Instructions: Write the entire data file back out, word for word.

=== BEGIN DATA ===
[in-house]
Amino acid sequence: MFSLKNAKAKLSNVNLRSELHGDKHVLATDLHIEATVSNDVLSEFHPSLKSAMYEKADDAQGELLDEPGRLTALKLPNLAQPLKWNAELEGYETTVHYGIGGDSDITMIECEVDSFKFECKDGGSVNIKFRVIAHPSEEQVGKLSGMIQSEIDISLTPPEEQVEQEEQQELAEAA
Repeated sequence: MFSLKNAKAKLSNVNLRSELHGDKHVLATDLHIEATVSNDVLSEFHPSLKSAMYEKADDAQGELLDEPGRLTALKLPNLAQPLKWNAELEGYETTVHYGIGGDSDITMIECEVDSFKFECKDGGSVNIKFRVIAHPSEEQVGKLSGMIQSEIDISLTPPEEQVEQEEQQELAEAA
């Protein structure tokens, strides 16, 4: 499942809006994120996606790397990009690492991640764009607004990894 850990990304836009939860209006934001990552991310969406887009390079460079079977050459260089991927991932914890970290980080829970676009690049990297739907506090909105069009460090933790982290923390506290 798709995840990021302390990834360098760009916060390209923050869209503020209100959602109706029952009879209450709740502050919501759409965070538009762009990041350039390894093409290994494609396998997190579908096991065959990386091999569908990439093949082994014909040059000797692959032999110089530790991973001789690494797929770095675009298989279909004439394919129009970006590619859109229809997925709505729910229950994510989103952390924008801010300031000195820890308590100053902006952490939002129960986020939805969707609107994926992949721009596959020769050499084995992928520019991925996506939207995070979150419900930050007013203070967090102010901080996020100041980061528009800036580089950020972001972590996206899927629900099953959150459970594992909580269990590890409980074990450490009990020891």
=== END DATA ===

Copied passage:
[in-house]
Amino acid sequence: MFSLKNAKAKLSNVNLRSELHGDKHVLATDLHIEATVSNDVLSEFHPSLKSAMYEKADDAQGELLDEPGRLTALKLPNLAQPLKWNAELEGYETTVHYGIGGDSDITMIECEVDSFKFECKDGGSVNIKFRVIAHPSEEQVGKLSGMIQSEIDISLTPPEEQVEQEEQQELAEAA
Repeated sequence: MFSLKNAKAKLSNVNLRSELHGDKHVLATDLHIEATVSNDVLSEFHPSLKSAMYEKADDAQGELLDEPGRLTALKLPNLAQPLKWNAELEGYETTVHYGIGGDSDITMIECEVDSFKFECKDGGSVNIKFRVIAHPSEEQVGKLSGMIQSEIDISLTPPEEQVEQEEQQELAEAA
């Protein structure tokens, strides 16, 4: 499942809006994120996606790397990009690492991640764009607004990894 850990990304836009939860209006934001990552991310969406887009390079460079079977050459260089991927991932914890970290980080829970676009690049990297739907506090909105069009460090933790982290923390506290 798709995840990021302390990834360098760009916060390209923050869209503020209100959602109706029952009879209450709740502050919501759409965070538009762009990041350039390894093409290994494609396998997190579908096991065959990386091999569908990439093949082994014909040059000797692959032999110089530790991973001789690494797929770095675009298989279909004439394919129009970006590619859109229809997925709505729910229950994510989103952390924008801010300031000195820890308590100053902006952490939002129960986020939805969707609107994926992949721009596959020769050499084995992928520019991925996506939207995070979150419900930050007013203070967090102010901080996020100041980061528009800036580089950020972001972590996206899927629900099953959150459970594992909580269990590890409980074990450490009990020891």